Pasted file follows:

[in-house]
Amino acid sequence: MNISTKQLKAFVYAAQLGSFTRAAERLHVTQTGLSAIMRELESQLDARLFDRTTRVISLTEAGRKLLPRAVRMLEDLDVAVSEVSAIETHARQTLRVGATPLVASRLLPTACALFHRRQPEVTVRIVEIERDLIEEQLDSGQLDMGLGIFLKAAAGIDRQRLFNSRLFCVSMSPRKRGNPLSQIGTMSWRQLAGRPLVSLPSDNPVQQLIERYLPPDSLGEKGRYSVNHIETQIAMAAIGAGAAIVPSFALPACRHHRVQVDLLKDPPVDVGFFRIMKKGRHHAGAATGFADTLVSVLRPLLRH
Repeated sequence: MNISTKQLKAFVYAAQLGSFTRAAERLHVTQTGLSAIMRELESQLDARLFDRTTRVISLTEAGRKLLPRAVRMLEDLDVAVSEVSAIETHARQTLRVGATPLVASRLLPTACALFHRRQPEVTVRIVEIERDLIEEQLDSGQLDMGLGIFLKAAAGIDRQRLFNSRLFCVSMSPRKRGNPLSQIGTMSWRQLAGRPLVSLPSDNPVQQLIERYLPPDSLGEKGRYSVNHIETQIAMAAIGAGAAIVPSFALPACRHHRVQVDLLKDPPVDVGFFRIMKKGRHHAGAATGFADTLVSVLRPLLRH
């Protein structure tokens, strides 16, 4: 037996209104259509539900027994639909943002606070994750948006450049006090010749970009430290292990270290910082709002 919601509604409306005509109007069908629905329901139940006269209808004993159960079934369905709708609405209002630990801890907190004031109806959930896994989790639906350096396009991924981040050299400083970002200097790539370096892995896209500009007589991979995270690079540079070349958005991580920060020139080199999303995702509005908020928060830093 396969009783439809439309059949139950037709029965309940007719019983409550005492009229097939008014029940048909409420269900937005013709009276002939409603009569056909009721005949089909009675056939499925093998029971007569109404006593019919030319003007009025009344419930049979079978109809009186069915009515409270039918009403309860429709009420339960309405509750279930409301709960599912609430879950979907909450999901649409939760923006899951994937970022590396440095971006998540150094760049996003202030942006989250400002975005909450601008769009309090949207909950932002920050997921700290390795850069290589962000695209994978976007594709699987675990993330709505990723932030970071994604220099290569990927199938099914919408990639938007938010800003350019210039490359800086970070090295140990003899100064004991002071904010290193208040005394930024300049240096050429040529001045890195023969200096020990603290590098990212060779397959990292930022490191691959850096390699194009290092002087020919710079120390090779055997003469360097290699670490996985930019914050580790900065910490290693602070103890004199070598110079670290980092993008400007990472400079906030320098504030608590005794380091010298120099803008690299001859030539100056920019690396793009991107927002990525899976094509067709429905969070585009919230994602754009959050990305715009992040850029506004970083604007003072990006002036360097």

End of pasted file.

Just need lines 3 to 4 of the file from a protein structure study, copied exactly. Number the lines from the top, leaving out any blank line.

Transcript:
Repeated sequence: MNISTKQLKAFVYAAQLGSFTRAAERLHVTQTGLSAIMRELESQLDARLFDRTTRVISLTEAGRKLLPRAVRMLEDLDVAVSEVSAIETHARQTLRVGATPLVASRLLPTACALFHRRQPEVTVRIVEIERDLIEEQLDSGQLDMGLGIFLKAAAGIDRQRLFNSRLFCVSMSPRKRGNPLSQIGTMSWRQLAGRPLVSLPSDNPVQQLIERYLPPDSLGEKGRYSVNHIETQIAMAAIGAGAAIVPSFALPACRHHRVQVDLLKDPPVDVGFFRIMKKGRHHAGAATGFADTLVSVLRPLLRH
């Protein structure tokens, strides 16, 4: 037996209104259509539900027994639909943002606070994750948006450049006090010749970009430290292990270290910082709002 919601509604409306005509109007069908629905329901139940006269209808004993159960079934369905709708609405209002630990801890907190004031109806959930896994989790639906350096396009991924981040050299400083970002200097790539370096892995896209500009007589991979995270690079540079070349958005991580920060020139080199999303995702509005908020928060830093 396969009783439809439309059949139950037709029965309940007719019983409550005492009229097939008014029940048909409420269900937005013709009276002939409603009569056909009721005949089909009675056939499925093998029971007569109404006593019919030319003007009025009344419930049979079978109809009186069915009515409270039918009403309860429709009420339960309405509750279930409301709960599912609430879950979907909450999901649409939760923006899951994937970022590396440095971006998540150094760049996003202030942006989250400002975005909450601008769009309090949207909950932002920050997921700290390795850069290589962000695209994978976007594709699987675990993330709505990723932030970071994604220099290569990927199938099914919408990639938007938010800003350019210039490359800086970070090295140990003899100064004991002071904010290193208040005394930024300049240096050429040529001045890195023969200096020990603290590098990212060779397959990292930022490191691959850096390699194009290092002087020919710079120390090779055997003469360097290699670490996985930019914050580790900065910490290693602070103890004199070598110079670290980092993008400007990472400079906030320098504030608590005794380091010298120099803008690299001859030539100056920019690396793009991107927002990525899976094509067709429905969070585009919230994602754009959050990305715009992040850029506004970083604007003072990006002036360097």